Delinquent Home Mortgages 21.3 Percent Higher Than Last Year; Foreclosure Rates at Record High

Dennis Norman

A report published by Lender Processing Services (LPS) analyzing homeowner’s performance on their mortgages as of February 2010 has some data that is encouraging but that data is overshadowed by data that shows the problems int he U.S. housing market are far from over.

Let’s start with the good news…

Delinquencies on home mortgages declined in February by 1.45 percent from January and the percentage of loans that were 90 days late or more in February were at the lowest rate in 17 months. The decline in home loans that were 90+ days delinquent from December 2009 to February 2010 was the largest decline since the same period in 2005 and 2006.

lps-mortgage-monitor-logoNow for the sobering bad news…

Mortgaage delinquencies in February were up 21.3 percent from a year ago and foreclosure inventories continue to climb to record highs. February’s foreclosure rate of 3.31 percent is an increase of 0.06 percent from January and a 51.1 percent increase from a year ago. In addition, the average days delinquent on loans 90+ days delinquent increased to 256 days, an increase of 36 percent from a year ago when the average delinquency was 188 days.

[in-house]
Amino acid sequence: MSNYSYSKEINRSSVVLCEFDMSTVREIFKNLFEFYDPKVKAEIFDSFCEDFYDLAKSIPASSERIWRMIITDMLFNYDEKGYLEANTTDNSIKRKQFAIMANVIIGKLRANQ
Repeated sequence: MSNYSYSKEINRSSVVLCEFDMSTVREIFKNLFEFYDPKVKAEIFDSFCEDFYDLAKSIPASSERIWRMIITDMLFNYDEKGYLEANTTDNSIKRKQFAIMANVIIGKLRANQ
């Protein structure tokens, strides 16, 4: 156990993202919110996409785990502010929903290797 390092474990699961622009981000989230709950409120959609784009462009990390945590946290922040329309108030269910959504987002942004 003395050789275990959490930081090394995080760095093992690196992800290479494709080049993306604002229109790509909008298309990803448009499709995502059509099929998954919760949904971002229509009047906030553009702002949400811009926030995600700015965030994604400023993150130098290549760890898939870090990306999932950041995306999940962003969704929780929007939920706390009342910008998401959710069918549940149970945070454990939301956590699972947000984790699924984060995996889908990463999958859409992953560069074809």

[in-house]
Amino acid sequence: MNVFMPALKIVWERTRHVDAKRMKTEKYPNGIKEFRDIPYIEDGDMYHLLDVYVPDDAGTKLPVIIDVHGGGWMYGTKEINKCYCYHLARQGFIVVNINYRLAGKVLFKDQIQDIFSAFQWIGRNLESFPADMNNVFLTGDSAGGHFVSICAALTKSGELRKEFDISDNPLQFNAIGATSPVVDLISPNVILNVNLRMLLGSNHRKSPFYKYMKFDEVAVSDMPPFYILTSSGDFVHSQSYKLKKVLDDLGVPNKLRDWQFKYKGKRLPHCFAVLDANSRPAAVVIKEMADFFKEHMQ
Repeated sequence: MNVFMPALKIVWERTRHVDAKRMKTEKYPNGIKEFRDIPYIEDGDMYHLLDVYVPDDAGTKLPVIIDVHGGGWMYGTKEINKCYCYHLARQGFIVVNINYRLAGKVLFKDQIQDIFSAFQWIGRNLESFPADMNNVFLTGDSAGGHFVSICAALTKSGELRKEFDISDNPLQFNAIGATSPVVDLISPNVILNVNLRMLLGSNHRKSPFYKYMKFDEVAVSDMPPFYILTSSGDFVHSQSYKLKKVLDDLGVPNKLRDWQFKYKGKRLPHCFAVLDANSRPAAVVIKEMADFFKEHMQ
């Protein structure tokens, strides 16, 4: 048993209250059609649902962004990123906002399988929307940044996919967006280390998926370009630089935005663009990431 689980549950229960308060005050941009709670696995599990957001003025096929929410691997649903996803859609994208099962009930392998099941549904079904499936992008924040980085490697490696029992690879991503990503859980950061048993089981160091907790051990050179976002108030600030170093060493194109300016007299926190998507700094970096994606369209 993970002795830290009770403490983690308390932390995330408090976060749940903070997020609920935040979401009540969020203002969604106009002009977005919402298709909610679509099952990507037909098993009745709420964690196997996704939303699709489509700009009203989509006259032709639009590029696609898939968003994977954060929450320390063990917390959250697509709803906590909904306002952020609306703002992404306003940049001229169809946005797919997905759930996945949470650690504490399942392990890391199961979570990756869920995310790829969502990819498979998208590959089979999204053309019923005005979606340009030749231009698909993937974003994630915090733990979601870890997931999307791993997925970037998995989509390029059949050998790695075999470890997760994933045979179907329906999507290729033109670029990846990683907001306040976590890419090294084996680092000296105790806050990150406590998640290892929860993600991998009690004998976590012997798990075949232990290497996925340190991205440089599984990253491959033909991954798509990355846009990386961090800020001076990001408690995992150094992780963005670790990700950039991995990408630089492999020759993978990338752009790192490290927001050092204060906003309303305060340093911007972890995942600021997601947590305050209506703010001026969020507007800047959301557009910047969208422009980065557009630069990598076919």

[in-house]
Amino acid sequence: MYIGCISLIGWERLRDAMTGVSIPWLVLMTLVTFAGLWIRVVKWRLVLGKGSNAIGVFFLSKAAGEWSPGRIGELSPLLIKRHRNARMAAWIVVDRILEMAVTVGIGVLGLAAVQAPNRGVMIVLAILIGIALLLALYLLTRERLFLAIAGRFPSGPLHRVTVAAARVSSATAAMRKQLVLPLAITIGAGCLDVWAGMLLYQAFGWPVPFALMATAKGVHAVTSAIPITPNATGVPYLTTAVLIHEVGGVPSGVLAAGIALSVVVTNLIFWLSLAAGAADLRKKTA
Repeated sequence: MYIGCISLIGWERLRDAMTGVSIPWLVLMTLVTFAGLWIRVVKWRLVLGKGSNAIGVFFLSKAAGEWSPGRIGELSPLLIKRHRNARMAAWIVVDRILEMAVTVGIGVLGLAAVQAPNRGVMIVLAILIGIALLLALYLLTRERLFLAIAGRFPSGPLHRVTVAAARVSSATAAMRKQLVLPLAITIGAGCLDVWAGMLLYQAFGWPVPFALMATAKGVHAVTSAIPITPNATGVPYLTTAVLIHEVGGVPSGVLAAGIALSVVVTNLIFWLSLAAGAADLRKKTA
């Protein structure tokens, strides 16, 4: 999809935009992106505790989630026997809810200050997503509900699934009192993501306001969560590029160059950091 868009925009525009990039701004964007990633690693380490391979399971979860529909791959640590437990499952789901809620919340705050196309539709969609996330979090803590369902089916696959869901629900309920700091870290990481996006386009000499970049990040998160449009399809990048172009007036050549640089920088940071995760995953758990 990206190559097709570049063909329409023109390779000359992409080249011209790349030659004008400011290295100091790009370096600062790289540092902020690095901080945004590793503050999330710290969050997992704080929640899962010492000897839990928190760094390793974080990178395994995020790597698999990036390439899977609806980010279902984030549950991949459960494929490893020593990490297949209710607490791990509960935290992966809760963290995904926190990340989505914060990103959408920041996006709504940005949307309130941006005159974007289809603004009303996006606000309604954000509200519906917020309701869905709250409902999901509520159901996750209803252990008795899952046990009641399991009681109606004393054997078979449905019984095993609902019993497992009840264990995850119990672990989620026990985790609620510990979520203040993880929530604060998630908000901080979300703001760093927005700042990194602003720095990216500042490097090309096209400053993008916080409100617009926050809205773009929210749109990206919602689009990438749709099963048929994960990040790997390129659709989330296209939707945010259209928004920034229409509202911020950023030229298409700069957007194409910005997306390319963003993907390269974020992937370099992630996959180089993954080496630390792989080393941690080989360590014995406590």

• Total U.S. loan delinquency rate for February was 10.2 percent.
  • Approximately 1.145 million loans that were current at the beginning of January were at least 30 days delinquent as of the end of February
  • 3.8 percent of loans that were current in December 2009 in Nevada and Mississippi were delinquent as of the end of February 2010
  • 4.56 percent of loans moved to “worse” status in February vs. 2.22 percent that improved
  • For every 1 loan that improved in February in terms of delinquency, 2.1 loans deteriorated.
  • The percentage of loans that have missed 12 payments and are not in foreclosure has almost doubled in the past year.

The national average for home loans that are not current as of February is 13.5 percent. The state with the highest percentage of home loans that are not current is Florida with almost a fourth of the home loans not current (23.8 percent) followed by Nevada at 23.3 percent, Mississippi at 17.5 percent and Arizona at 16.3 percent.


Information provided by LPS Applied Analytics

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